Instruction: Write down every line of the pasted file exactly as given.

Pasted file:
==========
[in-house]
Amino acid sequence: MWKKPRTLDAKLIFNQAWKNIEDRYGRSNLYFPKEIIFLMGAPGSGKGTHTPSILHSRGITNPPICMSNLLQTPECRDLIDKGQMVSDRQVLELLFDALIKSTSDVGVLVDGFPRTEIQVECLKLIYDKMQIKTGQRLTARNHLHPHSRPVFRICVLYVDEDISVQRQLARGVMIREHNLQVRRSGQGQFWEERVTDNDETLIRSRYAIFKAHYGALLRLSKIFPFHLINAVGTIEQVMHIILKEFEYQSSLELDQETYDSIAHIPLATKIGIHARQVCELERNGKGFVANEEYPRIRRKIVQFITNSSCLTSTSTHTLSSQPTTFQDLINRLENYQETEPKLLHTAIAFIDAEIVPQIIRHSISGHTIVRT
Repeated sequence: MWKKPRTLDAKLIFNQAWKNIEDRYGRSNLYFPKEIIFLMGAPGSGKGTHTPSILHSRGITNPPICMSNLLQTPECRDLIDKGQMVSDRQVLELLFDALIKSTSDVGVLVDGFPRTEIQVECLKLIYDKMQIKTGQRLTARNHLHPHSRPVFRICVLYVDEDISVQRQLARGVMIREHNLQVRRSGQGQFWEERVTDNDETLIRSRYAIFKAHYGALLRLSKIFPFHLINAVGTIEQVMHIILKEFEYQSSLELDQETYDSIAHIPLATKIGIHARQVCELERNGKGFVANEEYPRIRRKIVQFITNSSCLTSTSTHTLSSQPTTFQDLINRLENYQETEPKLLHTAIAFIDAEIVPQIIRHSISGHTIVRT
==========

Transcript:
[in-house]
Amino acid sequence: MWKKPRTLDAKLIFNQAWKNIEDRYGRSNLYFPKEIIFLMGAPGSGKGTHTPSILHSRGITNPPICMSNLLQTPECRDLIDKGQMVSDRQVLELLFDALIKSTSDVGVLVDGFPRTEIQVECLKLIYDKMQIKTGQRLTARNHLHPHSRPVFRICVLYVDEDISVQRQLARGVMIREHNLQVRRSGQGQFWEERVTDNDETLIRSRYAIFKAHYGALLRLSKIFPFHLINAVGTIEQVMHIILKEFEYQSSLELDQETYDSIAHIPLATKIGIHARQVCELERNGKGFVANEEYPRIRRKIVQFITNSSCLTSTSTHTLSSQPTTFQDLINRLENYQETEPKLLHTAIAFIDAEIVPQIIRHSISGHTIVRT
Repeated sequence: MWKKPRTLDAKLIFNQAWKNIEDRYGRSNLYFPKEIIFLMGAPGSGKGTHTPSILHSRGITNPPICMSNLLQTPECRDLIDKGQMVSDRQVLELLFDALIKSTSDVGVLVDGFPRTEIQVECLKLIYDKMQIKTGQRLTARNHLHPHSRPVFRICVLYVDEDISVQRQLARGVMIREHNLQVRRSGQGQFWEERVTDNDETLIRSRYAIFKAHYGALLRLSKIFPFHLINAVGTIEQVMHIILKEFEYQSSLELDQETYDSIAHIPLATKIGIHARQVCELERNGKGFVANEEYPRIRRKIVQFITNSSCLTSTSTHTLSSQPTTFQDLINRLENYQETEPKLLHTAIAFIDAEIVPQIIRHSISGHTIVRT